This email to sub-editorial staff at London’s Sunday Express has just landed in our inbox. A clear winner for Spray of the Day:

Last week’s Sunday Express was riddled with appalling, slapdash and lazy writing and subbing. The style sheets handed out were studiously ignored, as can be seen by the list attached to this e-mail.

There were also two errors so horrendous they moved one reader to email Martin Townsend to point them out.

The kind of bilge submitted last week will not be tolerated any more.

The rest of this email is a list of the drivel that made it into the paper but doesn’t include the numerous dashes scattered liberally through copy, counties being abbreviated (Hants and Wilts were two that appeared), the headlines that were centred instead of set left, the ignorance about how the word “but” should be used, the literal in one of the phoneline questions and the inability to grasp the simple idea that companies, organisations and political parties are referred to in the singular. My apologies to anyone who wasn’t in last week but look on it as a reminder of how not to do it.

So here we go:

P2 — The lead begins with a name but the surname is not capped up. The stupid phrase “ahead of” appears three times in the copy. We are then told “fewer than one in five voters were happy with Brown’s premiership”. That means none. The GCSEs story said “almost six in 10 pupils”. So is that five or four? Voters and pupils don’t come in fractions.

P3 — Why wasn’t there a drop cap start to the story? Those weekly paper staples “local residents” and a “local fan” put in an appearance.

P4 — The splash turn says Maddie was kidnapped. Really? I thought nobody knew what happened to her.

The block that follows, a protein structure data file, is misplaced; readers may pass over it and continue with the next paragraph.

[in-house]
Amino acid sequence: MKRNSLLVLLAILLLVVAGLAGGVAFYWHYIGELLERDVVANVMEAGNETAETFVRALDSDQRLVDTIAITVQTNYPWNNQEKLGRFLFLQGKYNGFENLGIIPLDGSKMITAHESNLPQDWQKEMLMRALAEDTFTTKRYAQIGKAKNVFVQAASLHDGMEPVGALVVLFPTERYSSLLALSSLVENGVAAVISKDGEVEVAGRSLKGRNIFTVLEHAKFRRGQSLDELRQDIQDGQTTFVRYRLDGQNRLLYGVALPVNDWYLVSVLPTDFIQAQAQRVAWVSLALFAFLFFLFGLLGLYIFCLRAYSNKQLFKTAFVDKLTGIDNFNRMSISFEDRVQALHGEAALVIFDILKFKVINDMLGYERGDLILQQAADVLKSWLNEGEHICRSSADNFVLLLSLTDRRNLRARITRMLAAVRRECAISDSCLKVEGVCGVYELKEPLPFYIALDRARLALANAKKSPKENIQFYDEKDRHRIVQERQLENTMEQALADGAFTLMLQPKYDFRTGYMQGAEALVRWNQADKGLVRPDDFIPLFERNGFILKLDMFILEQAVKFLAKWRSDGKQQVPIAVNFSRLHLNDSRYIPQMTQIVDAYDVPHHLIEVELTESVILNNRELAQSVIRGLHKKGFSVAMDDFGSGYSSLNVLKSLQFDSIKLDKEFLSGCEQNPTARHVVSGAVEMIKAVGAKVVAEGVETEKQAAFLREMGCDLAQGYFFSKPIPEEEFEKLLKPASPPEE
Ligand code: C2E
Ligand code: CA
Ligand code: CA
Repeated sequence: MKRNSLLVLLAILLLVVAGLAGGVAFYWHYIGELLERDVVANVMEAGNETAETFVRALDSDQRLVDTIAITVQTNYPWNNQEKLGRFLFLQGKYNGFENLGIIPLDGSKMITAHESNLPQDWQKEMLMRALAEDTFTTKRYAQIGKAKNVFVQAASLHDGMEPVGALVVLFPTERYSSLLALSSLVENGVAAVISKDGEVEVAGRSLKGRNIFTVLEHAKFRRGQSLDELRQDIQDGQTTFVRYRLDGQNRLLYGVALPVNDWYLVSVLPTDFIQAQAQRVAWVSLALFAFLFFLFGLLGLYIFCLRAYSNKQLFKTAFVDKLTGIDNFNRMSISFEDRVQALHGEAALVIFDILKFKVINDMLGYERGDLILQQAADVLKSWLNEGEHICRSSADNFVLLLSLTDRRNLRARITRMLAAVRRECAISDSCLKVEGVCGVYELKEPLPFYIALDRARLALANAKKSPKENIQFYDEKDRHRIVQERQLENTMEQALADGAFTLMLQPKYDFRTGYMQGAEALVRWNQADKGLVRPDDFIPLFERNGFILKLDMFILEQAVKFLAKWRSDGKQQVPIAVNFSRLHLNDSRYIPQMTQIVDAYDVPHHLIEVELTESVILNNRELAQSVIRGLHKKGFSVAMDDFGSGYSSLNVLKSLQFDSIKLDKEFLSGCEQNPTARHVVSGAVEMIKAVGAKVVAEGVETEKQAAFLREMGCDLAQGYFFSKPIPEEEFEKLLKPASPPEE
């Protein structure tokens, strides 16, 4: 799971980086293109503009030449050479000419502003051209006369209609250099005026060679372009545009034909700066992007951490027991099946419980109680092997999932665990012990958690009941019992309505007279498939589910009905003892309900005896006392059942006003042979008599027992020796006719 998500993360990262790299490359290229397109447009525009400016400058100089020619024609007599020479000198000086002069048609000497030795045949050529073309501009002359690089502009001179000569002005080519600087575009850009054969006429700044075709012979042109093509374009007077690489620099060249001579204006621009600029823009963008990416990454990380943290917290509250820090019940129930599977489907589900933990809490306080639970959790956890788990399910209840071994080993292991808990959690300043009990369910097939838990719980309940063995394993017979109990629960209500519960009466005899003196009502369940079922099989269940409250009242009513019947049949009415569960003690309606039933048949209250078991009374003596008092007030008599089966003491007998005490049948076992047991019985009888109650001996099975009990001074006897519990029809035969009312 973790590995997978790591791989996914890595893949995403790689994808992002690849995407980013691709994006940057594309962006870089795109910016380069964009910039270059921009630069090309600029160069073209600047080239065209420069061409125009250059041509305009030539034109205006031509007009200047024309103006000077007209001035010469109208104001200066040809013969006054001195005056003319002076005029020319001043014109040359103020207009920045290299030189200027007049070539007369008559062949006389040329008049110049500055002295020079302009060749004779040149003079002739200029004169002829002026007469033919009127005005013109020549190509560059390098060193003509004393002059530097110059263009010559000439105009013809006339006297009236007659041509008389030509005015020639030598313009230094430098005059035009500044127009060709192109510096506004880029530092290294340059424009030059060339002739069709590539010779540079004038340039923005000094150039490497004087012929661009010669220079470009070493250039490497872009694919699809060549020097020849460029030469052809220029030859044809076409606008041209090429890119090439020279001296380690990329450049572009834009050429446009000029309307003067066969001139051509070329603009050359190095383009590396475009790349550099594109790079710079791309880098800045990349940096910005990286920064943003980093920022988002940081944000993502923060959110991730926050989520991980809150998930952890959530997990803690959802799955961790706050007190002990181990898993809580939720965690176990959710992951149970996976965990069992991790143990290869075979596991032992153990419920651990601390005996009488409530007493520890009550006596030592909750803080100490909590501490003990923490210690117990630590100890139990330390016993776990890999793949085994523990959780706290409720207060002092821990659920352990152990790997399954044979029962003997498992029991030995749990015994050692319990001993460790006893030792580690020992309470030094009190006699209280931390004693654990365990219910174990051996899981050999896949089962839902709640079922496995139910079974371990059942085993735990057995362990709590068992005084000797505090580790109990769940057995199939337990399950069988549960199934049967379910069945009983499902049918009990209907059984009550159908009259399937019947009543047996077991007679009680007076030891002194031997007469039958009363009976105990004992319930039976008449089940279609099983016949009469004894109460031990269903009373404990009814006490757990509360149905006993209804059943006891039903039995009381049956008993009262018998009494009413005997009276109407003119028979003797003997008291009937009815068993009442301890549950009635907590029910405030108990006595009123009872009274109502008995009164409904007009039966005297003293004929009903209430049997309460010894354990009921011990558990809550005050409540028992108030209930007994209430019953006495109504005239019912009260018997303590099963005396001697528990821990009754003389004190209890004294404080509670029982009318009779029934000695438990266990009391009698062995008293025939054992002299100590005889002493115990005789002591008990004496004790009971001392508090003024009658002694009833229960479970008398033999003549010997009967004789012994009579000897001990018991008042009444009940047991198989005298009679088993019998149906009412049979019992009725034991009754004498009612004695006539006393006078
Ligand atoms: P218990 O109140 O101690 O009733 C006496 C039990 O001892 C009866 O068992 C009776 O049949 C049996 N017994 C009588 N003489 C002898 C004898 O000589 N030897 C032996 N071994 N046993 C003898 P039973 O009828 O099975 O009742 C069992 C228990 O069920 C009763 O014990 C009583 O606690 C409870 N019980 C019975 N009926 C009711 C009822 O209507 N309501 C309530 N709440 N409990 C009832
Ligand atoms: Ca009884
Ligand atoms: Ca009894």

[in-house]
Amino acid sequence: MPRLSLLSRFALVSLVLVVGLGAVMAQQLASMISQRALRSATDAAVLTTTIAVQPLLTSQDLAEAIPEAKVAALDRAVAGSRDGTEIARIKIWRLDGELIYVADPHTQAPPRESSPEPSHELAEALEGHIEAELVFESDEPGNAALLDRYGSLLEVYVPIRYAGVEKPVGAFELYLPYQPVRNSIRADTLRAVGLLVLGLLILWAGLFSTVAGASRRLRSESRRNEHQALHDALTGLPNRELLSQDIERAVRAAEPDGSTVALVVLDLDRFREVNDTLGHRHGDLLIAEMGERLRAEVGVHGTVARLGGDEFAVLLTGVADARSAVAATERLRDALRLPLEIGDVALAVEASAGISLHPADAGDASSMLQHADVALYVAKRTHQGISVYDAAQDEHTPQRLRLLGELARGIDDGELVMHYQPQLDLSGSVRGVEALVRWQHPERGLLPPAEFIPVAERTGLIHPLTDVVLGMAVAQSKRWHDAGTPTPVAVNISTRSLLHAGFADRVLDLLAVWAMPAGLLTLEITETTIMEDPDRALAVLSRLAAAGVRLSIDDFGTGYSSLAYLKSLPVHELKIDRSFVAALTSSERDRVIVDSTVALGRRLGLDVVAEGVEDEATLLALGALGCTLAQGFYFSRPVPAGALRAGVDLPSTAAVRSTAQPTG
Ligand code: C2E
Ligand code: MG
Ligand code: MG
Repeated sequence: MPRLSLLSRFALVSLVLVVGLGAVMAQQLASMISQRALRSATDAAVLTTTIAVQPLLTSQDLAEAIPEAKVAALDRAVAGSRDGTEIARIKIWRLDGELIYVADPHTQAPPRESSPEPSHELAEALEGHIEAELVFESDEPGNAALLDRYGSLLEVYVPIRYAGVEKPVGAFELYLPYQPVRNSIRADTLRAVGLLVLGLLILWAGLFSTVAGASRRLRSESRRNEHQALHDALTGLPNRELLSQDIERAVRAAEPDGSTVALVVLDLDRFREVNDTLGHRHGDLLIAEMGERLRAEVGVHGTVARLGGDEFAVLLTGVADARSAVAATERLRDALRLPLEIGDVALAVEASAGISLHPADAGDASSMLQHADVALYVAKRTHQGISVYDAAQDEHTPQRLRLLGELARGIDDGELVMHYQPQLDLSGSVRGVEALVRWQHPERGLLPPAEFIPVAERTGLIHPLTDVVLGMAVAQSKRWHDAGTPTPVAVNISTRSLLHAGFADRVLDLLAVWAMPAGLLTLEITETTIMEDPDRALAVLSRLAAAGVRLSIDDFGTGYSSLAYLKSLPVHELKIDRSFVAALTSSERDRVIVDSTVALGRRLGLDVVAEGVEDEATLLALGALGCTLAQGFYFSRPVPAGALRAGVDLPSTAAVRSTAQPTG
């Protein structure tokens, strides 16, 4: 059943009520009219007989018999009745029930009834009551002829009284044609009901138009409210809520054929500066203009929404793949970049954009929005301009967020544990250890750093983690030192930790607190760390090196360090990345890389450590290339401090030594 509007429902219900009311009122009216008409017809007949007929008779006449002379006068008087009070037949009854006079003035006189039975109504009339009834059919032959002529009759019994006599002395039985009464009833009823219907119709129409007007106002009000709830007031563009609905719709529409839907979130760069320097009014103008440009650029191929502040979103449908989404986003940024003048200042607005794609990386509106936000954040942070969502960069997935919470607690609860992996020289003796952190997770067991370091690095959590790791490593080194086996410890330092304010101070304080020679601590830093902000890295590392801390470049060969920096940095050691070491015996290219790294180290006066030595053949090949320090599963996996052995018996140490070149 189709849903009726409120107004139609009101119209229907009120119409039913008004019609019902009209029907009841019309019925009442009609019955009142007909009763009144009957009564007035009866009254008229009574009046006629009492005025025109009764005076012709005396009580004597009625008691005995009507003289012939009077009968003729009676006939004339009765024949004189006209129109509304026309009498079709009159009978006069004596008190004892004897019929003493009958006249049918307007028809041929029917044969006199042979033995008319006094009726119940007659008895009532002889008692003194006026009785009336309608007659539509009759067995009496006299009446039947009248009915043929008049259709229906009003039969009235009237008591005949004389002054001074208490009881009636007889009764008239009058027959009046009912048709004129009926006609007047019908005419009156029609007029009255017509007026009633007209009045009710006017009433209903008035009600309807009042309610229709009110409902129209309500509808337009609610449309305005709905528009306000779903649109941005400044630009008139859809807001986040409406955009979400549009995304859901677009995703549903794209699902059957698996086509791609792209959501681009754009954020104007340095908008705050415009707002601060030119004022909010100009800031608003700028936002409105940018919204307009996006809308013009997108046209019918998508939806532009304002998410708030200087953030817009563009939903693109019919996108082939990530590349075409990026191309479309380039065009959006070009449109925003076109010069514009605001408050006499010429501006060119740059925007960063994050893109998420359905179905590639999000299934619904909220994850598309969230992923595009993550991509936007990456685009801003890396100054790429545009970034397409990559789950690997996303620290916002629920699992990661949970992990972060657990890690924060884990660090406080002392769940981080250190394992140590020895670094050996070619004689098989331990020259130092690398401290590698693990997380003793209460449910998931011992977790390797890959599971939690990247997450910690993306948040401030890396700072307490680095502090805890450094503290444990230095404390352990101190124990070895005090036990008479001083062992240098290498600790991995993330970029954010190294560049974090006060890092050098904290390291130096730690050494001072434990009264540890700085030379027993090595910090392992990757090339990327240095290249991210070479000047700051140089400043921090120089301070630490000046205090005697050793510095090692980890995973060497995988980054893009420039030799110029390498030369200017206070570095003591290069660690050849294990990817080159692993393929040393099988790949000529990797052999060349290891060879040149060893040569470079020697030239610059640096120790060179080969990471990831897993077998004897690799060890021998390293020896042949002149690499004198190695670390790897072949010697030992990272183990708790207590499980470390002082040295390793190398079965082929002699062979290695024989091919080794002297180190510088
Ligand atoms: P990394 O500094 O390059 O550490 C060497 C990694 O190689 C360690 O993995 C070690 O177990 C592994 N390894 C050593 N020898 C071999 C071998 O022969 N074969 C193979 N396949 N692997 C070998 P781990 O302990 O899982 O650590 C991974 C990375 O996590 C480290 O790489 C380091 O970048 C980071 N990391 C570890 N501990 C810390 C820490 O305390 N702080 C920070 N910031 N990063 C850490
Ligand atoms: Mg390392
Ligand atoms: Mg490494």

P5 — Someone is described as an “ex-pat”. At the very least that’s amateurish. Look, let’s make it really simple; if you don’t know what a word means or how it’s spelt, don’t f***ing use it.

P6 — The caption says “rail-soaked” instead of rain-soaked.

P9 — The conflict in Georgia provides us with some classic bollocks. What is a “battle tank”? Does this mean wars now have referees who decide whether or not a tank is allowed to go into battle?

Are all other tanks to be described as big metal cars for soldiers with a decorative gun on top? Also, what is a “ground invasion”? Is that the one that comes after a sky invasion?

P11 — Copy refers to “heroine addict Boyd”. Disgraceful. This is one of the errors pointed out to the editor. There’s also a reference to the LAPD. Not acceptable; do not assume everyone knows what it means.

P12 — The feature about Princess Margaret’s party paradise of Mustique says the island “floats in a blue-green ocean”. No island, not even a super-duper one like Mustique, floats.

There are then two examples of that patronising phrase “of course”: “Colin Tennant knew, of course, that…” and “The world’s press, of course…” Read the bloody stylebook and what it says about “of course”. Finally, did we really need to tell readers twice that Margaret was the Queen’s sister?

P14 — The Focus starts with a name but again the surname is not capped up while the word taking the second drop cap is all lower case. Ahead of appears again and what the hell is an “empty dwelling management order” when it’s around?

P16-17 — The lead intro talks about the murder of a “newlywed English couple in Antigua”. Since when has South Wales been in England? To make matters worse, the third par says the husband was flown home to Wales! For f***’s sake!

P18 — The Fergie and Andy story says they’re in the Scottish Highlands, probably to make clear they’re not in the English, Welsh or Lithuanian bloody Highlands.